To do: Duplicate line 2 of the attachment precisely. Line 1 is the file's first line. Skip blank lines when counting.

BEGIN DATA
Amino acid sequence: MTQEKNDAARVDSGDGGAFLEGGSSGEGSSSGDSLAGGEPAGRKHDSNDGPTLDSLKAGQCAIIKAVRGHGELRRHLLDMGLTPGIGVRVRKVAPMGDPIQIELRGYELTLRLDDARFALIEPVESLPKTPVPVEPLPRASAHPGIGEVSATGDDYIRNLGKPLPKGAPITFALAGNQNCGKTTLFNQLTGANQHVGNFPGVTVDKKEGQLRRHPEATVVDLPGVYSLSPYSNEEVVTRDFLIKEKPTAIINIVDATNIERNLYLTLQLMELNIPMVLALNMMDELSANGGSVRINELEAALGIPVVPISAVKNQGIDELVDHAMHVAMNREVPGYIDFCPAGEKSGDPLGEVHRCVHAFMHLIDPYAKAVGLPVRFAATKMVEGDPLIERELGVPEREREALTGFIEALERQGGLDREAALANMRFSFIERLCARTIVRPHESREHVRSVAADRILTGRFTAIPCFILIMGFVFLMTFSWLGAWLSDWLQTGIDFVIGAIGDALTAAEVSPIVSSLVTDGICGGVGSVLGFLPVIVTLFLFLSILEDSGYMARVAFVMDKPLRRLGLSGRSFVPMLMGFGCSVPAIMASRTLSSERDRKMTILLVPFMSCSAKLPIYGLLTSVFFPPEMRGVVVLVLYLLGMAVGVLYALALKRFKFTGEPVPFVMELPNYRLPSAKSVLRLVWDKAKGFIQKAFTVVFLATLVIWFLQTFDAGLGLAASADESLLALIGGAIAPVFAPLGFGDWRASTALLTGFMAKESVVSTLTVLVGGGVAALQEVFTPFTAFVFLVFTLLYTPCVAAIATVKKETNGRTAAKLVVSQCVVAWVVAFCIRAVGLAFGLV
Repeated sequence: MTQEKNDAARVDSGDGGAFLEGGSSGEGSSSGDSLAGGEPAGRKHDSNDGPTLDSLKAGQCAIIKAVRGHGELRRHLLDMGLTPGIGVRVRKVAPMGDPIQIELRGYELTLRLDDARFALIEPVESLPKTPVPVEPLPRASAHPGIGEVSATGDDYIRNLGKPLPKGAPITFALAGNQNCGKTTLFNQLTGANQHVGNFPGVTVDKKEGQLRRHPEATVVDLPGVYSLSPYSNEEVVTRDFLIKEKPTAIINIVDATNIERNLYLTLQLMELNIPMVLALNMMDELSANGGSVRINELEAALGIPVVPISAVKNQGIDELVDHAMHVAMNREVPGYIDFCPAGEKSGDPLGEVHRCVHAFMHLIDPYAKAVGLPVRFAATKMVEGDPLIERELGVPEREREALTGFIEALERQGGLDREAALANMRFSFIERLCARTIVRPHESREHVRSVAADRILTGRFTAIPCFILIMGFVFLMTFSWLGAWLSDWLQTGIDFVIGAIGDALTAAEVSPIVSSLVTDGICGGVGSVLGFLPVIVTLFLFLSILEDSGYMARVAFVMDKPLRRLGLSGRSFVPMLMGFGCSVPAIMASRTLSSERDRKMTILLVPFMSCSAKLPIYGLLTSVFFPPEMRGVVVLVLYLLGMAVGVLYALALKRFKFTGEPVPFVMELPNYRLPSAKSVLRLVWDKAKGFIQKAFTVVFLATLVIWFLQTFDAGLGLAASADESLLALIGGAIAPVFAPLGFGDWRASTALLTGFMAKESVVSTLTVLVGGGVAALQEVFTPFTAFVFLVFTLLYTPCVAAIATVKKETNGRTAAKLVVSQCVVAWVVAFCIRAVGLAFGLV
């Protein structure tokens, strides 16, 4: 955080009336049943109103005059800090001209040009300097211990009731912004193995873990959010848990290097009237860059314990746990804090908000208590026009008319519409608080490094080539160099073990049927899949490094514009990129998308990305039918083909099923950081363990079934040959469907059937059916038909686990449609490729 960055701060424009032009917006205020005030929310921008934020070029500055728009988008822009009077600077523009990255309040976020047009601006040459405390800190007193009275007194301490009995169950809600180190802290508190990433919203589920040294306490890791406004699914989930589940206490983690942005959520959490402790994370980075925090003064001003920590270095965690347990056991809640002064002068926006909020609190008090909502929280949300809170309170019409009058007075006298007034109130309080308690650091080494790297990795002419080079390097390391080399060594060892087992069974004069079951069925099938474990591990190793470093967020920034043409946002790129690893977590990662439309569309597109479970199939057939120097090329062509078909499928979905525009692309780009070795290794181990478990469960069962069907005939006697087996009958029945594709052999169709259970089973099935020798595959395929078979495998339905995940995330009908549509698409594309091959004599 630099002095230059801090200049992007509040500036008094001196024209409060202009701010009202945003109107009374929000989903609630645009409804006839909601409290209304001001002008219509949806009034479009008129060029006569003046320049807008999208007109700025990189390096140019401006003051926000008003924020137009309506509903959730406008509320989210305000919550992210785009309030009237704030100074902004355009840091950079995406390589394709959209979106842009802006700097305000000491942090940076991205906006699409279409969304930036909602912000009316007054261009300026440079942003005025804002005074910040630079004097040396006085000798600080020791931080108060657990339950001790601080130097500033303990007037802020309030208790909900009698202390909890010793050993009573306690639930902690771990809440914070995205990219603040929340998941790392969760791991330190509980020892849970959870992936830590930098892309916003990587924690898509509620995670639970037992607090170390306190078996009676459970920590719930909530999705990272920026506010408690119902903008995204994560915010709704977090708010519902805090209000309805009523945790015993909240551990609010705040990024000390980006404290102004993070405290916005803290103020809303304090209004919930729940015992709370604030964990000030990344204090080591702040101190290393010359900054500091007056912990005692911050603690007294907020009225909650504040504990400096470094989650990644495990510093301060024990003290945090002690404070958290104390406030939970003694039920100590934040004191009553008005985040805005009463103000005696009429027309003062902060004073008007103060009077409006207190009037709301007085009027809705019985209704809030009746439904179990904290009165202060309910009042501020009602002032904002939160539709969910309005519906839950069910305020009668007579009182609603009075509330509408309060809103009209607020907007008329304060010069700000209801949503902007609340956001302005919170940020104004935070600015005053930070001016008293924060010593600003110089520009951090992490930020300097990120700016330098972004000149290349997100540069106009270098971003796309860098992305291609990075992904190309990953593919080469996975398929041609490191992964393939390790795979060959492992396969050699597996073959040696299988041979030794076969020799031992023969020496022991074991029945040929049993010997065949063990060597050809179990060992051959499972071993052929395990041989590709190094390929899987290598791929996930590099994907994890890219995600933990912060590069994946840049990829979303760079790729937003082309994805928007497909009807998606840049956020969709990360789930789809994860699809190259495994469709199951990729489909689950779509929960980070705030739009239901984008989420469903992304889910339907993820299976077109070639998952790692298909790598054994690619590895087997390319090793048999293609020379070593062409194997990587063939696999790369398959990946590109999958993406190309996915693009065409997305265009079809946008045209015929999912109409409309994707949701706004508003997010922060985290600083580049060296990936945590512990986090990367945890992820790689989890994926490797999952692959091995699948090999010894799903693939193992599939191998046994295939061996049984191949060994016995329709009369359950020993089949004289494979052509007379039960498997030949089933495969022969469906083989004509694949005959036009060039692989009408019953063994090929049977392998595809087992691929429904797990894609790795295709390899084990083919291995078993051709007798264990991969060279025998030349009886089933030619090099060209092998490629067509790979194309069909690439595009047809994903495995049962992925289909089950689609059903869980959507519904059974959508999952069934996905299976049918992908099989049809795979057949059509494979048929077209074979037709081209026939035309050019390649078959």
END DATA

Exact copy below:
Repeated sequence: MTQEKNDAARVDSGDGGAFLEGGSSGEGSSSGDSLAGGEPAGRKHDSNDGPTLDSLKAGQCAIIKAVRGHGELRRHLLDMGLTPGIGVRVRKVAPMGDPIQIELRGYELTLRLDDARFALIEPVESLPKTPVPVEPLPRASAHPGIGEVSATGDDYIRNLGKPLPKGAPITFALAGNQNCGKTTLFNQLTGANQHVGNFPGVTVDKKEGQLRRHPEATVVDLPGVYSLSPYSNEEVVTRDFLIKEKPTAIINIVDATNIERNLYLTLQLMELNIPMVLALNMMDELSANGGSVRINELEAALGIPVVPISAVKNQGIDELVDHAMHVAMNREVPGYIDFCPAGEKSGDPLGEVHRCVHAFMHLIDPYAKAVGLPVRFAATKMVEGDPLIERELGVPEREREALTGFIEALERQGGLDREAALANMRFSFIERLCARTIVRPHESREHVRSVAADRILTGRFTAIPCFILIMGFVFLMTFSWLGAWLSDWLQTGIDFVIGAIGDALTAAEVSPIVSSLVTDGICGGVGSVLGFLPVIVTLFLFLSILEDSGYMARVAFVMDKPLRRLGLSGRSFVPMLMGFGCSVPAIMASRTLSSERDRKMTILLVPFMSCSAKLPIYGLLTSVFFPPEMRGVVVLVLYLLGMAVGVLYALALKRFKFTGEPVPFVMELPNYRLPSAKSVLRLVWDKAKGFIQKAFTVVFLATLVIWFLQTFDAGLGLAASADESLLALIGGAIAPVFAPLGFGDWRASTALLTGFMAKESVVSTLTVLVGGGVAALQEVFTPFTAFVFLVFTLLYTPCVAAIATVKKETNGRTAAKLVVSQCVVAWVVAFCIRAVGLAFGLV